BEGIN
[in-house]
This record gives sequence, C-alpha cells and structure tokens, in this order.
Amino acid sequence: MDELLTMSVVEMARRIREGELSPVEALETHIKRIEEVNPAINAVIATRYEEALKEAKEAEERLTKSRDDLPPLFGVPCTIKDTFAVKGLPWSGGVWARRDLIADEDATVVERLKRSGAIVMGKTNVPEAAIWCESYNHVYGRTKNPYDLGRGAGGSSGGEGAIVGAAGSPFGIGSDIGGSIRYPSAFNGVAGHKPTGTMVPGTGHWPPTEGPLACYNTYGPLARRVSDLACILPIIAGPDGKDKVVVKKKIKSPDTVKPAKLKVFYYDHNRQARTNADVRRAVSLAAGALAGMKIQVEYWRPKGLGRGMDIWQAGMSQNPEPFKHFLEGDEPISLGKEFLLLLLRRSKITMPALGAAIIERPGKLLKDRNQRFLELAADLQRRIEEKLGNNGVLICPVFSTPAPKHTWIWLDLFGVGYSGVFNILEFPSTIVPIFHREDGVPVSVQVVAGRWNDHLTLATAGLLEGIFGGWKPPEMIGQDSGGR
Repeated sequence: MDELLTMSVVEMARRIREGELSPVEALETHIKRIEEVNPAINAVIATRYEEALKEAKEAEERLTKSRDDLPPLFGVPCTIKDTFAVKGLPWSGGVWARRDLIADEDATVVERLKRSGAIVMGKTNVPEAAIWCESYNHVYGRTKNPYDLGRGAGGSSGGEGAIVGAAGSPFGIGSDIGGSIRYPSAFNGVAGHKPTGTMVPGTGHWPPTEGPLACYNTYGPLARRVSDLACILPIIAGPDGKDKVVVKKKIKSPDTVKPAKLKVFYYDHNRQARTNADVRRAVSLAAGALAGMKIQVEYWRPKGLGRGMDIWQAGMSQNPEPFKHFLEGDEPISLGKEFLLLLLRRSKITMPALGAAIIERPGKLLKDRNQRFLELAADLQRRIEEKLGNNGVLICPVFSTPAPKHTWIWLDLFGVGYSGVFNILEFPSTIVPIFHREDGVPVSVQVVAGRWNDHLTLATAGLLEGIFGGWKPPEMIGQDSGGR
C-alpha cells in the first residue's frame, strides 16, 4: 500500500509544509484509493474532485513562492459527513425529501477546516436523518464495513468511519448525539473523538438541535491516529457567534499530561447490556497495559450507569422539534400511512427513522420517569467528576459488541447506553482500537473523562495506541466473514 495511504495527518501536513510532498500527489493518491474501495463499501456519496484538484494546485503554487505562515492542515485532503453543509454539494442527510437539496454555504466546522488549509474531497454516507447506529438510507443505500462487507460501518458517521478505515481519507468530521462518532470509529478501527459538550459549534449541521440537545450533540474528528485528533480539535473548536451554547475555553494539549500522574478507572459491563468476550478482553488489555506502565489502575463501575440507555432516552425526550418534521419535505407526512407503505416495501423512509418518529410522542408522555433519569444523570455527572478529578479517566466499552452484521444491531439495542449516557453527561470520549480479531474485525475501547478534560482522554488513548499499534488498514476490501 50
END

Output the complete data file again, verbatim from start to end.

[in-house]
This record gives sequence, C-alpha cells and structure tokens, in this order.
Amino acid sequence: MDELLTMSVVEMARRIREGELSPVEALETHIKRIEEVNPAINAVIATRYEEALKEAKEAEERLTKSRDDLPPLFGVPCTIKDTFAVKGLPWSGGVWARRDLIADEDATVVERLKRSGAIVMGKTNVPEAAIWCESYNHVYGRTKNPYDLGRGAGGSSGGEGAIVGAAGSPFGIGSDIGGSIRYPSAFNGVAGHKPTGTMVPGTGHWPPTEGPLACYNTYGPLARRVSDLACILPIIAGPDGKDKVVVKKKIKSPDTVKPAKLKVFYYDHNRQARTNADVRRAVSLAAGALAGMKIQVEYWRPKGLGRGMDIWQAGMSQNPEPFKHFLEGDEPISLGKEFLLLLLRRSKITMPALGAAIIERPGKLLKDRNQRFLELAADLQRRIEEKLGNNGVLICPVFSTPAPKHTWIWLDLFGVGYSGVFNILEFPSTIVPIFHREDGVPVSVQVVAGRWNDHLTLATAGLLEGIFGGWKPPEMIGQDSGGR
Repeated sequence: MDELLTMSVVEMARRIREGELSPVEALETHIKRIEEVNPAINAVIATRYEEALKEAKEAEERLTKSRDDLPPLFGVPCTIKDTFAVKGLPWSGGVWARRDLIADEDATVVERLKRSGAIVMGKTNVPEAAIWCESYNHVYGRTKNPYDLGRGAGGSSGGEGAIVGAAGSPFGIGSDIGGSIRYPSAFNGVAGHKPTGTMVPGTGHWPPTEGPLACYNTYGPLARRVSDLACILPIIAGPDGKDKVVVKKKIKSPDTVKPAKLKVFYYDHNRQARTNADVRRAVSLAAGALAGMKIQVEYWRPKGLGRGMDIWQAGMSQNPEPFKHFLEGDEPISLGKEFLLLLLRRSKITMPALGAAIIERPGKLLKDRNQRFLELAADLQRRIEEKLGNNGVLICPVFSTPAPKHTWIWLDLFGVGYSGVFNILEFPSTIVPIFHREDGVPVSVQVVAGRWNDHLTLATAGLLEGIFGGWKPPEMIGQDSGGR
C-alpha cells in the first residue's frame, strides 16, 4: 500500500509544509484509493474532485513562492459527513425529501477546516436523518464495513468511519448525539473523538438541535491516529457567534499530561447490556497495559450507569422539534400511512427513522420517569467528576459488541447506553482500537473523562495506541466473514 495511504495527518501536513510532498500527489493518491474501495463499501456519496484538484494546485503554487505562515492542515485532503453543509454539494442527510437539496454555504466546522488549509474531497454516507447506529438510507443505500462487507460501518458517521478505515481519507468530521462518532470509529478501527459538550459549534449541521440537545450533540474528528485528533480539535473548536451554547475555553494539549500522574478507572459491563468476550478482553488489555506502565489502575463501575440507555432516552425526550418534521419535505407526512407503505416495501423512509418518529410522542408522555433519569444523570455527572478529578479517566466499552452484521444491531439495542449516557453527561470520549480479531474485525475501547478534560482522554488513548499499534488498514476490501 50